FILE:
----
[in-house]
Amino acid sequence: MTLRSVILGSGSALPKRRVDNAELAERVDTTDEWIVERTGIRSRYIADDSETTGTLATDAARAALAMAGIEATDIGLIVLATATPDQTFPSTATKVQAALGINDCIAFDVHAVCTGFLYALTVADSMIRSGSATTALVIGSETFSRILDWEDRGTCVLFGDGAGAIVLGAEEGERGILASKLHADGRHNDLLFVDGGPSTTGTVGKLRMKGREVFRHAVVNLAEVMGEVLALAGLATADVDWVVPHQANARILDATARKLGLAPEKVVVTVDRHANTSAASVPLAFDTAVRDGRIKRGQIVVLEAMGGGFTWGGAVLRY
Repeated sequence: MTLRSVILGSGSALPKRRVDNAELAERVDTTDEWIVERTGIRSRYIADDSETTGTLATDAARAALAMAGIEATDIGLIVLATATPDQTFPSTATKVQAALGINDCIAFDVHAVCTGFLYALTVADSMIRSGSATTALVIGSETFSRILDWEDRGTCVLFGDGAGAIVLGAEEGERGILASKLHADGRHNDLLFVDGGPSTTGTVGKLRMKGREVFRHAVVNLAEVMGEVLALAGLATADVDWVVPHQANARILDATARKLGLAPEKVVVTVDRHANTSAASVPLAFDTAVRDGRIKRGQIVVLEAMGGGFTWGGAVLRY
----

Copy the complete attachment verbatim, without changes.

[in-house]
Amino acid sequence: MTLRSVILGSGSALPKRRVDNAELAERVDTTDEWIVERTGIRSRYIADDSETTGTLATDAARAALAMAGIEATDIGLIVLATATPDQTFPSTATKVQAALGINDCIAFDVHAVCTGFLYALTVADSMIRSGSATTALVIGSETFSRILDWEDRGTCVLFGDGAGAIVLGAEEGERGILASKLHADGRHNDLLFVDGGPSTTGTVGKLRMKGREVFRHAVVNLAEVMGEVLALAGLATADVDWVVPHQANARILDATARKLGLAPEKVVVTVDRHANTSAASVPLAFDTAVRDGRIKRGQIVVLEAMGGGFTWGGAVLRY
Repeated sequence: MTLRSVILGSGSALPKRRVDNAELAERVDTTDEWIVERTGIRSRYIADDSETTGTLATDAARAALAMAGIEATDIGLIVLATATPDQTFPSTATKVQAALGINDCIAFDVHAVCTGFLYALTVADSMIRSGSATTALVIGSETFSRILDWEDRGTCVLFGDGAGAIVLGAEEGERGILASKLHADGRHNDLLFVDGGPSTTGTVGKLRMKGREVFRHAVVNLAEVMGEVLALAGLATADVDWVVPHQANARILDATARKLGLAPEKVVVTVDRHANTSAASVPLAFDTAVRDGRIKRGQIVVLEAMGGGFTWGGAVLRY